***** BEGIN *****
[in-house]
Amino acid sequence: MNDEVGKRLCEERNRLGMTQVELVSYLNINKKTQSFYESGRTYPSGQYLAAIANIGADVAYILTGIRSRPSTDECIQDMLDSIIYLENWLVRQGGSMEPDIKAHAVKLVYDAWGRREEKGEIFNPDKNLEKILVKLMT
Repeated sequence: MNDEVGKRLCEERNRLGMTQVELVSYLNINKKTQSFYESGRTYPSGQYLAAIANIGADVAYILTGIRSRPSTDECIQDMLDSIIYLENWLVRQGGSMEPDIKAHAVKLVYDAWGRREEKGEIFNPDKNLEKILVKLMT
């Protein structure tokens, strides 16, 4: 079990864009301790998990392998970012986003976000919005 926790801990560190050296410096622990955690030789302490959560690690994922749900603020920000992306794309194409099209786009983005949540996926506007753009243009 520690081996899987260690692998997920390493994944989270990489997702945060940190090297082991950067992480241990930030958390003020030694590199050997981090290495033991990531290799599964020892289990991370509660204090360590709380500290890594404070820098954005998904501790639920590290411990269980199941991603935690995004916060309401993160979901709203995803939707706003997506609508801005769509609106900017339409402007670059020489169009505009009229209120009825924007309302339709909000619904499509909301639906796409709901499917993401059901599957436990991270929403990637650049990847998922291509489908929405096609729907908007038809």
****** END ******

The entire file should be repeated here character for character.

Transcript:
[in-house]
Amino acid sequence: MNDEVGKRLCEERNRLGMTQVELVSYLNINKKTQSFYESGRTYPSGQYLAAIANIGADVAYILTGIRSRPSTDECIQDMLDSIIYLENWLVRQGGSMEPDIKAHAVKLVYDAWGRREEKGEIFNPDKNLEKILVKLMT
Repeated sequence: MNDEVGKRLCEERNRLGMTQVELVSYLNINKKTQSFYESGRTYPSGQYLAAIANIGADVAYILTGIRSRPSTDECIQDMLDSIIYLENWLVRQGGSMEPDIKAHAVKLVYDAWGRREEKGEIFNPDKNLEKILVKLMT
């Protein structure tokens, strides 16, 4: 079990864009301790998990392998970012986003976000919005 926790801990560190050296410096622990955690030789302490959560690690994922749900603020920000992306794309194409099209786009983005949540996926506007753009243009 520690081996899987260690692998997920390493994944989270990489997702945060940190090297082991950067992480241990930030958390003020030694590199050997981090290495033991990531290799599964020892289990991370509660204090360590709380500290890594404070820098954005998904501790639920590290411990269980199941991603935690995004916060309401993160979901709203995803939707706003997506609508801005769509609106900017339409402007670059020489169009505009009229209120009825924007309302339709909000619904499509909301639906796409709901499917993401059901599957436990991270929403990637650049990847998922291509489908929405096609729907908007038809």